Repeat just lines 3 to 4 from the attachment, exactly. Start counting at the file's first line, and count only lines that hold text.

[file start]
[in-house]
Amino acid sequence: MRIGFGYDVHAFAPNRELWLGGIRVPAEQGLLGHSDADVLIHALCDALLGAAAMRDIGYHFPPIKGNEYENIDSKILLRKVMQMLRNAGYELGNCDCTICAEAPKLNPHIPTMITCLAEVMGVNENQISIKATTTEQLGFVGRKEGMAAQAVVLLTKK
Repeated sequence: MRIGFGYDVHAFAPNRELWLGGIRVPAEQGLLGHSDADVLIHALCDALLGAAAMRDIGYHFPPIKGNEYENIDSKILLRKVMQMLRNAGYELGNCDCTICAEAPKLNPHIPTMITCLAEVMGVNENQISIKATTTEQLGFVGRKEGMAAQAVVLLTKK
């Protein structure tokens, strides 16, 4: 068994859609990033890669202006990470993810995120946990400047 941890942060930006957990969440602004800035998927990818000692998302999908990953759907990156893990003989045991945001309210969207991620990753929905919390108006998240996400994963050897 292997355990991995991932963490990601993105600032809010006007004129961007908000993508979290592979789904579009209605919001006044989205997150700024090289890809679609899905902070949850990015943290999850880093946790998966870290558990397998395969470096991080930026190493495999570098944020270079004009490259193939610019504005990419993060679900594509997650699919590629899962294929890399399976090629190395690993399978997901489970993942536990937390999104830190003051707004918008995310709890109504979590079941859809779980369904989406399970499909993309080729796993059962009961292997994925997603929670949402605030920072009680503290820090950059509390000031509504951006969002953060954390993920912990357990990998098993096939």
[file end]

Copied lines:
Repeated sequence: MRIGFGYDVHAFAPNRELWLGGIRVPAEQGLLGHSDADVLIHALCDALLGAAAMRDIGYHFPPIKGNEYENIDSKILLRKVMQMLRNAGYELGNCDCTICAEAPKLNPHIPTMITCLAEVMGVNENQISIKATTTEQLGFVGRKEGMAAQAVVLLTKK
């Protein structure tokens, strides 16, 4: 068994859609990033890669202006990470993810995120946990400047 941890942060930006957990969440602004800035998927990818000692998302999908990953759907990156893990003989045991945001309210969207991620990753929905919390108006998240996400994963050897 292997355990991995991932963490990601993105600032809010006007004129961007908000993508979290592979789904579009209605919001006044989205997150700024090289890809679609899905902070949850990015943290999850880093946790998966870290558990397998395969470096991080930026190493495999570098944020270079004009490259193939610019504005990419993060679900594509997650699919590629899962294929890399399976090629190395690993399978997901489970993942536990937390999104830190003051707004918008995310709890109504979590079941859809779980369904989406399970499909993309080729796993059962009961292997994925997603929670949402605030920072009680503290820090950059509390000031509504951006969002953060954390993920912990357990990998098993096939």